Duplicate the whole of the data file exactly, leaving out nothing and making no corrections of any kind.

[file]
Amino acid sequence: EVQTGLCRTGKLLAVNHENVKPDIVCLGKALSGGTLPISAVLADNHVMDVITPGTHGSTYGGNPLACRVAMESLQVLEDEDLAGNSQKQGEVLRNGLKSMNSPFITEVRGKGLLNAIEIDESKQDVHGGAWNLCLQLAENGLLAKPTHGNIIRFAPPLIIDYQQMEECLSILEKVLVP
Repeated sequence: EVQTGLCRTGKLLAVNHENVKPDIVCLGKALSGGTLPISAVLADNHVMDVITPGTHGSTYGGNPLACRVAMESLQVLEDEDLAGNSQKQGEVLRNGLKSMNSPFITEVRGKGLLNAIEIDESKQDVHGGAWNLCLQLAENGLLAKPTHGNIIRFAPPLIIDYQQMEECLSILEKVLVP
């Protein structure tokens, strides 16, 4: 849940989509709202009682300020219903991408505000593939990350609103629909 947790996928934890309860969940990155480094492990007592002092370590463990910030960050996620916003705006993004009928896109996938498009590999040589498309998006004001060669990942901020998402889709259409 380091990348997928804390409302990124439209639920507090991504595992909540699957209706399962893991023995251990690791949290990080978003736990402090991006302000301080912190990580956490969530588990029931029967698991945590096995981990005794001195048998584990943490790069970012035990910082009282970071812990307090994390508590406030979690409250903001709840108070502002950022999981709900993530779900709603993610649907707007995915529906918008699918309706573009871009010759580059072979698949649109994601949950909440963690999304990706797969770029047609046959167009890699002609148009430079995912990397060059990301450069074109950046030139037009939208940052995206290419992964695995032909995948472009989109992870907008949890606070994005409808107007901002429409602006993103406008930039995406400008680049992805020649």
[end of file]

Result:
Amino acid sequence: EVQTGLCRTGKLLAVNHENVKPDIVCLGKALSGGTLPISAVLADNHVMDVITPGTHGSTYGGNPLACRVAMESLQVLEDEDLAGNSQKQGEVLRNGLKSMNSPFITEVRGKGLLNAIEIDESKQDVHGGAWNLCLQLAENGLLAKPTHGNIIRFAPPLIIDYQQMEECLSILEKVLVP
Repeated sequence: EVQTGLCRTGKLLAVNHENVKPDIVCLGKALSGGTLPISAVLADNHVMDVITPGTHGSTYGGNPLACRVAMESLQVLEDEDLAGNSQKQGEVLRNGLKSMNSPFITEVRGKGLLNAIEIDESKQDVHGGAWNLCLQLAENGLLAKPTHGNIIRFAPPLIIDYQQMEECLSILEKVLVP
């Protein structure tokens, strides 16, 4: 849940989509709202009682300020219903991408505000593939990350609103629909 947790996928934890309860969940990155480094492990007592002092370590463990910030960050996620916003705006993004009928896109996938498009590999040589498309998006004001060669990942901020998402889709259409 380091990348997928804390409302990124439209639920507090991504595992909540699957209706399962893991023995251990690791949290990080978003736990402090991006302000301080912190990580956490969530588990029931029967698991945590096995981990005794001195048998584990943490790069970012035990910082009282970071812990307090994390508590406030979690409250903001709840108070502002950022999981709900993530779900709603993610649907707007995915529906918008699918309706573009871009010759580059072979698949649109994601949950909440963690999304990706797969770029047609046959167009890699002609148009430079995912990397060059990301450069074109950046030139037009939208940052995206290419992964695995032909995948472009989109992870907008949890606070994005409808107007901002429409602006993103406008930039995406400008680049992805020649």